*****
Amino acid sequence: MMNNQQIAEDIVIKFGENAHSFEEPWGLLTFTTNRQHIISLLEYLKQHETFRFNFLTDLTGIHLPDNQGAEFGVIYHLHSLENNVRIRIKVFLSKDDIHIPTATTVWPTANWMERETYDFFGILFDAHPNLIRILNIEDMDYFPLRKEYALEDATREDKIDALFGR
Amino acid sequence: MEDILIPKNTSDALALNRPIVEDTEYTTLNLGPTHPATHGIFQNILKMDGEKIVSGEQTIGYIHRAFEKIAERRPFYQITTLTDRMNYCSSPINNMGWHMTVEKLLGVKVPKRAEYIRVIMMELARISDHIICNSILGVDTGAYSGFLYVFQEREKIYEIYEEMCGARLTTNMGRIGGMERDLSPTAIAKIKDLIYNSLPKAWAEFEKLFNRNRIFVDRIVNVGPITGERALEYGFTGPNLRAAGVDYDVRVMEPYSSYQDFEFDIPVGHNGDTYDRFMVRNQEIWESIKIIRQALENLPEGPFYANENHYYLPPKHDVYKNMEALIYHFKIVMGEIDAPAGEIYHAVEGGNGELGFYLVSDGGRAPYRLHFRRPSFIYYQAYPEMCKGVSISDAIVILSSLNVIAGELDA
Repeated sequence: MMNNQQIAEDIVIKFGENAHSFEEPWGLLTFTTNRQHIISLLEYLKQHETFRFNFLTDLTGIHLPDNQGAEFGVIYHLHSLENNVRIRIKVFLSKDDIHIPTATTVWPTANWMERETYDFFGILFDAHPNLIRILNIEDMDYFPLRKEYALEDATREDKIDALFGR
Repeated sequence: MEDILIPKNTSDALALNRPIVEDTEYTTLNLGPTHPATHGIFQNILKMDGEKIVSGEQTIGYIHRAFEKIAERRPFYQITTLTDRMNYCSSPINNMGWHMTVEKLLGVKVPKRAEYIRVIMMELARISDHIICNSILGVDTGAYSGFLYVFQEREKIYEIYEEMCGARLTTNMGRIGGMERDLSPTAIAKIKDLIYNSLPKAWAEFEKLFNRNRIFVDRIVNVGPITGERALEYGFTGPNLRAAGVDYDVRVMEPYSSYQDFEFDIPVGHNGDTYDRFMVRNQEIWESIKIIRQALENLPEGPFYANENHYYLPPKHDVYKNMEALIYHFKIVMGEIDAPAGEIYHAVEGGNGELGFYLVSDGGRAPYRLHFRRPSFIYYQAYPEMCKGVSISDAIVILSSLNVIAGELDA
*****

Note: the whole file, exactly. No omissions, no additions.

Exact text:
Amino acid sequence: MMNNQQIAEDIVIKFGENAHSFEEPWGLLTFTTNRQHIISLLEYLKQHETFRFNFLTDLTGIHLPDNQGAEFGVIYHLHSLENNVRIRIKVFLSKDDIHIPTATTVWPTANWMERETYDFFGILFDAHPNLIRILNIEDMDYFPLRKEYALEDATREDKIDALFGR
Amino acid sequence: MEDILIPKNTSDALALNRPIVEDTEYTTLNLGPTHPATHGIFQNILKMDGEKIVSGEQTIGYIHRAFEKIAERRPFYQITTLTDRMNYCSSPINNMGWHMTVEKLLGVKVPKRAEYIRVIMMELARISDHIICNSILGVDTGAYSGFLYVFQEREKIYEIYEEMCGARLTTNMGRIGGMERDLSPTAIAKIKDLIYNSLPKAWAEFEKLFNRNRIFVDRIVNVGPITGERALEYGFTGPNLRAAGVDYDVRVMEPYSSYQDFEFDIPVGHNGDTYDRFMVRNQEIWESIKIIRQALENLPEGPFYANENHYYLPPKHDVYKNMEALIYHFKIVMGEIDAPAGEIYHAVEGGNGELGFYLVSDGGRAPYRLHFRRPSFIYYQAYPEMCKGVSISDAIVILSSLNVIAGELDA
Repeated sequence: MMNNQQIAEDIVIKFGENAHSFEEPWGLLTFTTNRQHIISLLEYLKQHETFRFNFLTDLTGIHLPDNQGAEFGVIYHLHSLENNVRIRIKVFLSKDDIHIPTATTVWPTANWMERETYDFFGILFDAHPNLIRILNIEDMDYFPLRKEYALEDATREDKIDALFGR
Repeated sequence: MEDILIPKNTSDALALNRPIVEDTEYTTLNLGPTHPATHGIFQNILKMDGEKIVSGEQTIGYIHRAFEKIAERRPFYQITTLTDRMNYCSSPINNMGWHMTVEKLLGVKVPKRAEYIRVIMMELARISDHIICNSILGVDTGAYSGFLYVFQEREKIYEIYEEMCGARLTTNMGRIGGMERDLSPTAIAKIKDLIYNSLPKAWAEFEKLFNRNRIFVDRIVNVGPITGERALEYGFTGPNLRAAGVDYDVRVMEPYSSYQDFEFDIPVGHNGDTYDRFMVRNQEIWESIKIIRQALENLPEGPFYANENHYYLPPKHDVYKNMEALIYHFKIVMGEIDAPAGEIYHAVEGGNGELGFYLVSDGGRAPYRLHFRRPSFIYYQAYPEMCKGVSISDAIVILSSLNVIAGELDA